Hope for womb cancer patients who are not responding to chemotherapy

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Hope for womb cancer patients who are not responding to chemotherapy as first new treatment for 30 years gets approval 

  • Hundreds of women with aggressive womb cancer will benefit from the first new treatment for 30 years, the NHS said yesterday 
  • It announced some patients with advanced endometrial cancer will be offered immunotherapy drug Dostarlimab 
  • Around 100 women a year who have womb cancer that is not responding to chemotherapy will be able to have the treatment 


Hundreds of women with aggressive womb cancer will benefit from the first new treatment for 30 years, the NHS said yesterday.

It announced some patients with advanced endometrial cancer – affecting the lining of the womb – will be offered immunotherapy drug Dostarlimab after it was approved by the health watchdog.

Around 100 women a year who have womb cancer that is not responding to chemotherapy will be able to have the treatment. 

Hundreds of women with aggressive womb cancer will benefit from the first new treatment for 30 years, the NHS said yesterday

Hundreds of women with aggressive womb cancer will benefit from the first new treatment for 30 years, the NHS said yesterday

It stimulates the immune system to kill cancer cells. 

The drug will be offered when the cancer has a specific change in DNA – which makes up around one in four womb cancer cases. NHS England’s Professor Stephen Powis called it a ‘significant moment’. Endometrial cancer kills 2,400 Britons a year.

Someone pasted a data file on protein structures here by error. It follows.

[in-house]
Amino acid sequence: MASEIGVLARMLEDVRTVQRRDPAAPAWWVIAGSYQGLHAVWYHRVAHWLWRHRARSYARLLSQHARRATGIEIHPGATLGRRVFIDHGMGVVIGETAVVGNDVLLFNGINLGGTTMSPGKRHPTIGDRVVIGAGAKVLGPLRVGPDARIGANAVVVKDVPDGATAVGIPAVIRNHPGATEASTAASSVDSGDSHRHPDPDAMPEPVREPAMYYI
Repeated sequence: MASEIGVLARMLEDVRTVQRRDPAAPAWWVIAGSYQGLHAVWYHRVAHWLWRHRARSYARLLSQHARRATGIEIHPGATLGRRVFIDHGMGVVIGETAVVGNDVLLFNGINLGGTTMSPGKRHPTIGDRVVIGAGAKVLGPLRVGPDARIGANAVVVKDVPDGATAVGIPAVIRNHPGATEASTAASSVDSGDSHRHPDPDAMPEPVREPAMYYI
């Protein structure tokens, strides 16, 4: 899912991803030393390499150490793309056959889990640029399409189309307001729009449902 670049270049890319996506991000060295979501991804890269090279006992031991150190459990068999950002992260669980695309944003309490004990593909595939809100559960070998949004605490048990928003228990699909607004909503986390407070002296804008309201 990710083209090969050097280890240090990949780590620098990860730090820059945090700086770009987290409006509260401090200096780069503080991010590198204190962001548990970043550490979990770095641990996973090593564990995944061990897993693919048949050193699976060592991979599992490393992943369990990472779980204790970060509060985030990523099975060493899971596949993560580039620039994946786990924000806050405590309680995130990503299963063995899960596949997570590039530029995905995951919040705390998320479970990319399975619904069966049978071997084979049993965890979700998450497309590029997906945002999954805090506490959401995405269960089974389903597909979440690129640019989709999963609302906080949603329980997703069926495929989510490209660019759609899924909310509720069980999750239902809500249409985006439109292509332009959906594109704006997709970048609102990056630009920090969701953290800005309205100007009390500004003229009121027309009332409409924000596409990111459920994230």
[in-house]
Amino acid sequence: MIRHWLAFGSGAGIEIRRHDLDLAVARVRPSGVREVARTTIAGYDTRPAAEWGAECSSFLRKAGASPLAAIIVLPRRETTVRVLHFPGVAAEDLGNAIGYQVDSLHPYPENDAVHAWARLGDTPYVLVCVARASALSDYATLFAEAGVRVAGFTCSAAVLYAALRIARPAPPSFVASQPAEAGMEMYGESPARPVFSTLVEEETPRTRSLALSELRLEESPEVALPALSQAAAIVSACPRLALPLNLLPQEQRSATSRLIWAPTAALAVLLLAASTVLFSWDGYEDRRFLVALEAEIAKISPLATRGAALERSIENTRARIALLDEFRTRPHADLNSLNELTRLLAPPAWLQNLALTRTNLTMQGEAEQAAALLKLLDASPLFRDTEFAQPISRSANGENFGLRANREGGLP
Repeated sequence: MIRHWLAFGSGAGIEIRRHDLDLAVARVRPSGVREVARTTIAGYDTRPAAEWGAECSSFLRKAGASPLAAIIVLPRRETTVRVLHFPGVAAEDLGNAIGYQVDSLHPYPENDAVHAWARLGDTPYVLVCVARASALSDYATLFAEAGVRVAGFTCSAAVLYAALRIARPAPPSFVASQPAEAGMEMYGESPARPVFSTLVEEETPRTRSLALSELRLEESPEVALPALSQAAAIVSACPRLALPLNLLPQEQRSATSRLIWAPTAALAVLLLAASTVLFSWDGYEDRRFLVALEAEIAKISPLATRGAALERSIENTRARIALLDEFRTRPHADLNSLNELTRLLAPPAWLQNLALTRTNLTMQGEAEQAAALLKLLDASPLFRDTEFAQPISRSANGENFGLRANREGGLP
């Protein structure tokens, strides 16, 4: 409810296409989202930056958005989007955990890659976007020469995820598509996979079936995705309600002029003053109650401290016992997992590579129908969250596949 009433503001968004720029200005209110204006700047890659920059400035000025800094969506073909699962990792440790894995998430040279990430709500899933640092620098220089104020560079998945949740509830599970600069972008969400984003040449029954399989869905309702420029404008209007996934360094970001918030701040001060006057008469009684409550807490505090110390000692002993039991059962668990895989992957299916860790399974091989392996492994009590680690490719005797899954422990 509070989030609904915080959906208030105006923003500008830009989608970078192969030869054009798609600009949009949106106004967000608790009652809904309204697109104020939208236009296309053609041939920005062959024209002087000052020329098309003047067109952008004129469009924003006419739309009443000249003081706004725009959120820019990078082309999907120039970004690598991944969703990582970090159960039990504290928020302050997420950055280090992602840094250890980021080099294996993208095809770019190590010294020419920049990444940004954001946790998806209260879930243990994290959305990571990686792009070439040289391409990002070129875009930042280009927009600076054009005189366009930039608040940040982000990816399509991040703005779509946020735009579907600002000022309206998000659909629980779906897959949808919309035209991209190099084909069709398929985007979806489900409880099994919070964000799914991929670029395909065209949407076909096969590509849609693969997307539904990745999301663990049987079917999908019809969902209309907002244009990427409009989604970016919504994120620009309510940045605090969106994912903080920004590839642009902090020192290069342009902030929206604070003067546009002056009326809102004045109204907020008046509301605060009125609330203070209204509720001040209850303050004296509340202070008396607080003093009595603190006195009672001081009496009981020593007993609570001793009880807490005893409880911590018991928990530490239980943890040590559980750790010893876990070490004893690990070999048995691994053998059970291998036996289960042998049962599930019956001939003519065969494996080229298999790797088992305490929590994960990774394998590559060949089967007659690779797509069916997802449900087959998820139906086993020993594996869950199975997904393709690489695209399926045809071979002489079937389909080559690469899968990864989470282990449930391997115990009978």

But a trial shows Dostarlimab is successful at shrinking or stabilising tumours in 57 per cent of patients, adding previous months or years to their lives.

The new treatment is given intravenously in a 30-minute session, every three weeks over a 12-week period.

The new treatment is given intravenously in a 30-minute session, every three weeks over a 12-week period

The new treatment is given intravenously in a 30-minute session, every three weeks over a 12-week period 

Professor Powis said: ‘This is a significant moment for patients with advanced or recurrent endometrial cancer, as this new drug gives real hope to the around 100 patients a year who have had limited success with other treatments, taking just four 30-minute sessions, meaning it is also less invasive.’

Dr Eleanor Jones, from Peaches Womb Cancer Trust, said: ‘Every year, thousands of people across the UK face the crushing reality of a diagnosis of endometrial cancer.

‘For those with advanced cancer, there are still relatively few treatment options that can improve their lives or prognosis.

‘Today’s decision is really welcome news and we hope it is just the beginning of wider progress in the treatment and care of people affected by this devastating cancer.’

Health and Social Care Secretary Sajid Javid said: ‘Our NHS continues to roll out the most innovative treatments from around the world to benefit patients, and this new treatment for endometrial cancer – the first of its kind – will offer hope to hundreds of women.’  

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